The issue has to do with layering and information hiding. If you have an IFount which is delivering large-ish objects (let's say: parsed PIL images being downloaded via an AMP protocol), and you expect them to be continuously delivered, you want to have two timeouts: one for "some activity has transpired on the underlying connection" and one for "I haven't received an image in X seconds"; both of these timeouts should be controlled by the ultimate consumer, not by any intermediary parsing layer, but the intermediary parsing layer needs to somehow communicate information about some arbitrary not-sure-if-it's-a-whole-image-yet bytes arriving on the underlying connection, from bytes through amp all the way to the consumer of the parsed images. I should note that in this example (maybe the images are being displayed to a user in a slideshow) neither the stream of images nor the stream of bytes are finite: there's a sequence of bytes and the bytes are composed into AMP boxes and there's a sequence of AMP boxes and those are composed into images. In other words, it's not like the stream itself has a content length; it's an implied length of the next message. Whereas, if you have an IFount that represents an HTTP response body, the fount itself is finite and will not keep delivering data forever, and has a content length.

This is why .progress() by default takes no argument; in most cases, I think, the argument won't actually be provided, since a lot of different data flows don't provide enough information to determine it. It's just a notification that something is happening. It can optionally be provided with a float to provide additional information for more specific use-cases where such information is available. Which, again, might not be precise even then; if you know you're going to receive 100 AMP boxes, you might not know how big each one is going to be in terms of bytes or time. So, even if we were to use .progress() to communicate content-length, we'd need to extend it a little bit to say "no, really, I'm quite sure about this, you can rely on it".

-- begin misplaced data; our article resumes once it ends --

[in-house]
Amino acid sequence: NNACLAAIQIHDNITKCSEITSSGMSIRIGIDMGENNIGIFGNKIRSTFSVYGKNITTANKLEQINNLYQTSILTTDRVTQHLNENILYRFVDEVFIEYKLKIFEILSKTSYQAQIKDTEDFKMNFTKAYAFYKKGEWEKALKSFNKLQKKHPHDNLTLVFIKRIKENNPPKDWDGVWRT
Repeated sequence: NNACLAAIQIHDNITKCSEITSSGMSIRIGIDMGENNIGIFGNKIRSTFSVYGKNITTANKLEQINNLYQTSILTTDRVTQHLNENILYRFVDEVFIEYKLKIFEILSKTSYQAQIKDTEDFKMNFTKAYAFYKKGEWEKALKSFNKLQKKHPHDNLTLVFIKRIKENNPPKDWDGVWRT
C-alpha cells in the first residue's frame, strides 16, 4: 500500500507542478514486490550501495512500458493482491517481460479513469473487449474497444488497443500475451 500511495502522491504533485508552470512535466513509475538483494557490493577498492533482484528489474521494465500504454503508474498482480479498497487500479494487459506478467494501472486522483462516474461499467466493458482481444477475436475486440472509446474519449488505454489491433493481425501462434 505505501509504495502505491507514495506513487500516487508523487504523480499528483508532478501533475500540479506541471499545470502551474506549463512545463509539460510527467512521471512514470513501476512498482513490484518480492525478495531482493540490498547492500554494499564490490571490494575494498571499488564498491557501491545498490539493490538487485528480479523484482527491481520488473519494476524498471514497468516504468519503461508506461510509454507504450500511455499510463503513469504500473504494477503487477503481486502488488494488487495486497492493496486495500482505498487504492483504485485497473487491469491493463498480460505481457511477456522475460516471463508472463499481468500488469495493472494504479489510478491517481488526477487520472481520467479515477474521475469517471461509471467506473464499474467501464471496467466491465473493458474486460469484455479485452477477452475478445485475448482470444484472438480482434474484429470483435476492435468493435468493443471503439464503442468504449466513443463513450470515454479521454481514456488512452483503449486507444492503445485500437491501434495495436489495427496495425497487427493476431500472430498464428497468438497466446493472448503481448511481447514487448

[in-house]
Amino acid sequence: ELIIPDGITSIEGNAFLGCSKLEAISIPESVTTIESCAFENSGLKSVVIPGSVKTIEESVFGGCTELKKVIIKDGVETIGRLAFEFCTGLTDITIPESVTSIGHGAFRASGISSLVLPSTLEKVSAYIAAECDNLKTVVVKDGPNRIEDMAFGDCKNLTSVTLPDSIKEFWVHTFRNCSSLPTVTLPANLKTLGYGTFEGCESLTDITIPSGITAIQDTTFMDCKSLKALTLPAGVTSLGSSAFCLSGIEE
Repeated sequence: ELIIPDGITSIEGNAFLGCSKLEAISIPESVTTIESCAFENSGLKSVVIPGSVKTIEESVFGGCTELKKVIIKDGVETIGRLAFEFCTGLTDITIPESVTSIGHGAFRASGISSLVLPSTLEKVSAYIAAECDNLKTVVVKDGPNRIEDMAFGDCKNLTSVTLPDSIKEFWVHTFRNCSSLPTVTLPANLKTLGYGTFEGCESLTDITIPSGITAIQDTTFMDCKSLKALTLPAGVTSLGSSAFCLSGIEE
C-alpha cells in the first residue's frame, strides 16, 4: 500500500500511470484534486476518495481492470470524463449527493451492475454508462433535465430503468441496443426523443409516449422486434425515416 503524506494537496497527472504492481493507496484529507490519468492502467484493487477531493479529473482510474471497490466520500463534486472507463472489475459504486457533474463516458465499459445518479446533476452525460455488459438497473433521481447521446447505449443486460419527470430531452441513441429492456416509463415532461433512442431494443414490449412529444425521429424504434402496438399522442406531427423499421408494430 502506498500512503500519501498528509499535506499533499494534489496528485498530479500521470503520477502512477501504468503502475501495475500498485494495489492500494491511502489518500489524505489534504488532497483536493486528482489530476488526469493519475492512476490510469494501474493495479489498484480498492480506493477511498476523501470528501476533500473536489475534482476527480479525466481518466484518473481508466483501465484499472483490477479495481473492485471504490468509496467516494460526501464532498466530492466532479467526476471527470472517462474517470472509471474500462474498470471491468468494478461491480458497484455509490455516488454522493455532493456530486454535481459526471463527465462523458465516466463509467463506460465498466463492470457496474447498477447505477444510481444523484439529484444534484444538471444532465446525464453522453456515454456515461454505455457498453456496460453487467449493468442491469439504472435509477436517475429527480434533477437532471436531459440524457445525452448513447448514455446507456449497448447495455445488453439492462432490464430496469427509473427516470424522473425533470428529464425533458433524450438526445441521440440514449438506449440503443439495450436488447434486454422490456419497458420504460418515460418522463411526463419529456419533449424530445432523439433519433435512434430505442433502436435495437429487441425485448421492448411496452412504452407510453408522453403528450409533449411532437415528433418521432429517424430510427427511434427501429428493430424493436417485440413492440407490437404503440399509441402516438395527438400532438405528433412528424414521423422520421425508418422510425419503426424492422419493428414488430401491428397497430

comment:32 Changed 2 years ago by jml

  • Cc ashfall added

comment:33 Changed 2 years ago by glyph

comment:34 Changed 23 months ago by ralphm

  • Cc twistedmatrix.com@… added

comment:35 Changed 22 months ago by ashfall

  • Author changed from glyph to ashfall, glyph
  • Branch changed from branches/tubes-1956 to branches/tubes-1956-2

(In [35753]) Branching to 'tubes-1956-2'

comment:36 Changed 22 months ago by oberstet

  • Cc tobias.oberstein@… added

comment:37 Changed 16 months ago by glyph

  • Branch changed from branches/tubes-1956-2 to branches/tubes-1956-3

(In [37894]) Branching to 'tubes-1956-3'

comment:38 Changed 16 months ago by Julian

  • Cc Julian+Twisted@… added

comment:39 Changed 15 months ago by glyph

This might also make it less important to be able to compose protocols and transports themselves.

comment:40 Changed 15 months ago by glyph

  • Summary changed from Make a less sucky producer/consumer API to "Tubes": Create a composable, flow-control and back-pressure friendly way to arrange parsing, processing, and emitting data

comment:41 follow-up: Changed 15 months ago by radix

I have a use case, and I wonder what you think of it.

Several times, I've implemented client APIs that abstract over the connection to the service and queue up requests to be sent if there is no current connection (service is just starting up or there was a brief interruption in service, like the remote end is being restarted or whatever).

I think it would be nice for these client APIs to provide a consumer-like interface, so that they can indicate to the senders of the current backpressure status. On top of that, I've found it usually necessary to implement a *hard* limit on how many requests can be buffered, because in a high-volume service it's easy to build up so many buffered requests that your process begins swapping and thrashing.